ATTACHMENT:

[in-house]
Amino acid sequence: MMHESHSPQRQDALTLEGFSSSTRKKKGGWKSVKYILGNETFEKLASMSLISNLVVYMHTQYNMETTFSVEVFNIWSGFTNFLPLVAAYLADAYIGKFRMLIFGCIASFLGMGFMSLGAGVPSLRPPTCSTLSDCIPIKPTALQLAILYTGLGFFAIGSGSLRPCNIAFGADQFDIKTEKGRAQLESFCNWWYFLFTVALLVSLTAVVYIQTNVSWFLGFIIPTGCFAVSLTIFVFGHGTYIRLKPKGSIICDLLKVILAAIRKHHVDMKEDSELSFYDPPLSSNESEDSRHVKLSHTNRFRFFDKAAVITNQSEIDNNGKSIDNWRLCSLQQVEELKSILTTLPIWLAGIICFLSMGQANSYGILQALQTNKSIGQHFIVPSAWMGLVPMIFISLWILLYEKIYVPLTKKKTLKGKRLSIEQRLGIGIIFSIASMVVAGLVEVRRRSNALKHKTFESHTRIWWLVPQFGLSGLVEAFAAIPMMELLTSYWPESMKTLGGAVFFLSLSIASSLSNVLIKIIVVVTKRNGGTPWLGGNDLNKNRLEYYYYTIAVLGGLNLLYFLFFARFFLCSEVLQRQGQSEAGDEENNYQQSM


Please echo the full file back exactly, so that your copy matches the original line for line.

[in-house]
Amino acid sequence: MMHESHSPQRQDALTLEGFSSSTRKKKGGWKSVKYILGNETFEKLASMSLISNLVVYMHTQYNMETTFSVEVFNIWSGFTNFLPLVAAYLADAYIGKFRMLIFGCIASFLGMGFMSLGAGVPSLRPPTCSTLSDCIPIKPTALQLAILYTGLGFFAIGSGSLRPCNIAFGADQFDIKTEKGRAQLESFCNWWYFLFTVALLVSLTAVVYIQTNVSWFLGFIIPTGCFAVSLTIFVFGHGTYIRLKPKGSIICDLLKVILAAIRKHHVDMKEDSELSFYDPPLSSNESEDSRHVKLSHTNRFRFFDKAAVITNQSEIDNNGKSIDNWRLCSLQQVEELKSILTTLPIWLAGIICFLSMGQANSYGILQALQTNKSIGQHFIVPSAWMGLVPMIFISLWILLYEKIYVPLTKKKTLKGKRLSIEQRLGIGIIFSIASMVVAGLVEVRRRSNALKHKTFESHTRIWWLVPQFGLSGLVEAFAAIPMMELLTSYWPESMKTLGGAVFFLSLSIASSLSNVLIKIIVVVTKRNGGTPWLGGNDLNKNRLEYYYYTIAVLGGLNLLYFLFFARFFLCSEVLQRQGQSEAGDEENNYQQSM